James Johnston Pettigrew

(Tyrrell County)

Featured Character – 1863

James Johnston Pettigrew

James J. Pettigrew

Courtesy of the North Carolina Museum of History

James Johnston Pettigrew was born on July 4, 1828, at Bonarva Plantation on Lake Phelps. His father operated several large plantations in neighboring Tyrrell and Washington counties. At age 14, he entered the Uni­versity of North Carolina, where he gradu­ated in 1847 with the highest honors. At the commencement were President James Polk and the Secretary of the Navy, who offered him a professorship at the U.S. Naval Observatory. After six months there, Pettigrew began to study law in Charleston, only to leave to study in Europe that same year. When he returned in 1852, Pettigrew continued to practice law in Charleston and later becoming an officer in South Carolina’s militia Pettigrew participated in the bombardment of Fort Sumter in April 1861.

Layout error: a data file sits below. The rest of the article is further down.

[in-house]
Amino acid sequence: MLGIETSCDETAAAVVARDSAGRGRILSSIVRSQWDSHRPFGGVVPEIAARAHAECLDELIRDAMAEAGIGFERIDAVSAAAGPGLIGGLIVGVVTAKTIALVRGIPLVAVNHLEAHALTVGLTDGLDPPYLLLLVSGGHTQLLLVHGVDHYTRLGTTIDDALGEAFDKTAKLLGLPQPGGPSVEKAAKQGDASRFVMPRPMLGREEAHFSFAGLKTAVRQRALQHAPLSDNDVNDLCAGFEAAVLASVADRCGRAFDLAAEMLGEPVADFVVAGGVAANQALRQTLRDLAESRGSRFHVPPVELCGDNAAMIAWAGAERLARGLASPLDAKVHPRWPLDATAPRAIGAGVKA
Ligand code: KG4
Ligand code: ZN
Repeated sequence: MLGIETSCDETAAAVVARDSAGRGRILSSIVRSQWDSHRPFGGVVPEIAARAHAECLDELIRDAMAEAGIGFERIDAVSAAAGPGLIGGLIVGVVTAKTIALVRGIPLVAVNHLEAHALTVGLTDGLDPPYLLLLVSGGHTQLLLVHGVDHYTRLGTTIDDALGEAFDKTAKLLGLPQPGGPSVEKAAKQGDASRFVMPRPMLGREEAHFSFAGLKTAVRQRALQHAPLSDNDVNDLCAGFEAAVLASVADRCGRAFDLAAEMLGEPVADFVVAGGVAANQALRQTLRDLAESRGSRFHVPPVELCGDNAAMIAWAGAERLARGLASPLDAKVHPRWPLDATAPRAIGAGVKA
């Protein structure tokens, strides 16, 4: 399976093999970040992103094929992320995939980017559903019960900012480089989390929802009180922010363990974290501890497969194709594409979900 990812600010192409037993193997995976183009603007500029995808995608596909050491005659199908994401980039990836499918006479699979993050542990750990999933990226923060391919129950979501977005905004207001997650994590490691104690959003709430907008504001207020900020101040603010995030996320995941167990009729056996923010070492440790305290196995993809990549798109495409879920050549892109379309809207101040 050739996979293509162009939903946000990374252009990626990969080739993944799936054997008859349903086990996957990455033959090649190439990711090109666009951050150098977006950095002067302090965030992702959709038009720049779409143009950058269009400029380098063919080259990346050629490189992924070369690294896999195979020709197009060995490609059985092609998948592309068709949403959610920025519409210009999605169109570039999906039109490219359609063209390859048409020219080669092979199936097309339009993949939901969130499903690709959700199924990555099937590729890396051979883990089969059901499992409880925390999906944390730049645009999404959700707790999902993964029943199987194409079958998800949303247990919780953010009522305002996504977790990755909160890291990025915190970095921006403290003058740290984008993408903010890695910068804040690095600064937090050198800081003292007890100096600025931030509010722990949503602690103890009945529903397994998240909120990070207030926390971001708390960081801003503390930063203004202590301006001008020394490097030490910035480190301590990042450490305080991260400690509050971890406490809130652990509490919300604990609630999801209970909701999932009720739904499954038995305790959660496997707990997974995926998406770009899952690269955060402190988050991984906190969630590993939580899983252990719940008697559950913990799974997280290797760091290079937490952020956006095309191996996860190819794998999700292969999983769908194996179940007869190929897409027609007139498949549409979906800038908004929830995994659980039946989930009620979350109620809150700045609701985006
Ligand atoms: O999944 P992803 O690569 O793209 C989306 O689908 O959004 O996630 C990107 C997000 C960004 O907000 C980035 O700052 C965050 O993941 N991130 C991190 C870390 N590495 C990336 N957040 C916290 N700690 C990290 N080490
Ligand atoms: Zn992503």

Unable to receive a commission in South Carolina’s forces, Pettigrew took an appointment as colonel of the 22nd North Carolina Infantry.  Despite Pettigrew having no real combat experience, Jefferson Davis made him a brigadier-general just before the Peninsula Campaign.  Although he claimed to live on “private’s fare,” Pettigrew had a personal servant.  Severely wounded at the Battle of Seven Pines, Virginia, Union forces took Pettigrew prisoner.  After his exchange, Pettigrew became a brigade commander.  During the Battle of Gettysburg, Pettigrew’s Brigade took part in George Pickett’s famous charge of the Union position on July 3, 1863.  Wounded in the hand, Pettigrew supervised the Confederate retreat from Pennsylvania.  At Falling Waters, West Virginia, Union cavalry caught up with the Confederate rear guard.  Shot in the stomach, Pettigrew died three days later on July 17, 1863.  Buried in Raleigh after an official day of mourning, his family eventually moved Pettigrew’s body to the family cemetery at Bonarva.